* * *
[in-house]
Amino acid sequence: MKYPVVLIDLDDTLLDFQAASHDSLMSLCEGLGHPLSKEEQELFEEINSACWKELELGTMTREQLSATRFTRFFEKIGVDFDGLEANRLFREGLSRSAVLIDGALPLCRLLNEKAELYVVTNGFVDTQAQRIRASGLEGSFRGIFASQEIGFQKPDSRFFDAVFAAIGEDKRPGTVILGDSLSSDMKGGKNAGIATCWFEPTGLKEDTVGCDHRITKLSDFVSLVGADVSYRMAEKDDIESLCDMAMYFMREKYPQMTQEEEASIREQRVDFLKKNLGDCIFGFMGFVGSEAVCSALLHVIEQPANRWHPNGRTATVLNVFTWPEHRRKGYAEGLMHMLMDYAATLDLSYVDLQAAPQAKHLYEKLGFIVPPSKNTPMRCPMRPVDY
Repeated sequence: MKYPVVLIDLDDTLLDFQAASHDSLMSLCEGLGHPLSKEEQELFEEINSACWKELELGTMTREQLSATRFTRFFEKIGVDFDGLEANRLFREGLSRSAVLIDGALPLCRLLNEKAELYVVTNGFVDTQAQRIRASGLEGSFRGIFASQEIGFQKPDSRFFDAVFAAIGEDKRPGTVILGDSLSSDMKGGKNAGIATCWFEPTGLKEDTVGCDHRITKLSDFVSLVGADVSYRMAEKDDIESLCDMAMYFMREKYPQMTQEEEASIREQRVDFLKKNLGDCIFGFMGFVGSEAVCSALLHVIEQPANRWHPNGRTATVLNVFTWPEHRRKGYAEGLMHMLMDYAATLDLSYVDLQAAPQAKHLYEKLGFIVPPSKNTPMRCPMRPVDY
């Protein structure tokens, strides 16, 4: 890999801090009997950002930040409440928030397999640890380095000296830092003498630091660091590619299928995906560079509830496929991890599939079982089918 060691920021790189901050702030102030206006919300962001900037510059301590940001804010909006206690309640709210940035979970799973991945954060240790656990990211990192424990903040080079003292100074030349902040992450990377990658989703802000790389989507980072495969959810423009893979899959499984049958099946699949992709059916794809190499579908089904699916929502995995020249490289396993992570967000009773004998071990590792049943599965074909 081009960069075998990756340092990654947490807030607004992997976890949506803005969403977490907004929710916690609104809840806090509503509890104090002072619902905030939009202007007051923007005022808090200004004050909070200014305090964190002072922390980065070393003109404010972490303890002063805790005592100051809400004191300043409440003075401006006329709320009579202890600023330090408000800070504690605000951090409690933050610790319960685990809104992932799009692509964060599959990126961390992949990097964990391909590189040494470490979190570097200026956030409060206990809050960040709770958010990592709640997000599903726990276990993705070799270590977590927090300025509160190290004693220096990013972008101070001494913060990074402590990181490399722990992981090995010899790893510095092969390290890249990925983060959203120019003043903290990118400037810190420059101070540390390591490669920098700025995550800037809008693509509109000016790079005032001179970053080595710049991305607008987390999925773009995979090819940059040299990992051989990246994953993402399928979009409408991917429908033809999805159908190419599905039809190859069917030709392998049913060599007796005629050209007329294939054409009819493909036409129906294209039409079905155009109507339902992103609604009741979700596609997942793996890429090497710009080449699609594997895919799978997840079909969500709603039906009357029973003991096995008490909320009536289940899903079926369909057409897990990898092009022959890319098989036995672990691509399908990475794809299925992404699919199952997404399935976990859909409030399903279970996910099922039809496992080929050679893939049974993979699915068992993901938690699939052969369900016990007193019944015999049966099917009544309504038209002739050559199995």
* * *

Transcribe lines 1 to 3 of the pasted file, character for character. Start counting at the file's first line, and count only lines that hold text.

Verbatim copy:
[in-house]
Amino acid sequence: MKYPVVLIDLDDTLLDFQAASHDSLMSLCEGLGHPLSKEEQELFEEINSACWKELELGTMTREQLSATRFTRFFEKIGVDFDGLEANRLFREGLSRSAVLIDGALPLCRLLNEKAELYVVTNGFVDTQAQRIRASGLEGSFRGIFASQEIGFQKPDSRFFDAVFAAIGEDKRPGTVILGDSLSSDMKGGKNAGIATCWFEPTGLKEDTVGCDHRITKLSDFVSLVGADVSYRMAEKDDIESLCDMAMYFMREKYPQMTQEEEASIREQRVDFLKKNLGDCIFGFMGFVGSEAVCSALLHVIEQPANRWHPNGRTATVLNVFTWPEHRRKGYAEGLMHMLMDYAATLDLSYVDLQAAPQAKHLYEKLGFIVPPSKNTPMRCPMRPVDY
Repeated sequence: MKYPVVLIDLDDTLLDFQAASHDSLMSLCEGLGHPLSKEEQELFEEINSACWKELELGTMTREQLSATRFTRFFEKIGVDFDGLEANRLFREGLSRSAVLIDGALPLCRLLNEKAELYVVTNGFVDTQAQRIRASGLEGSFRGIFASQEIGFQKPDSRFFDAVFAAIGEDKRPGTVILGDSLSSDMKGGKNAGIATCWFEPTGLKEDTVGCDHRITKLSDFVSLVGADVSYRMAEKDDIESLCDMAMYFMREKYPQMTQEEEASIREQRVDFLKKNLGDCIFGFMGFVGSEAVCSALLHVIEQPANRWHPNGRTATVLNVFTWPEHRRKGYAEGLMHMLMDYAATLDLSYVDLQAAPQAKHLYEKLGFIVPPSKNTPMRCPMRPVDY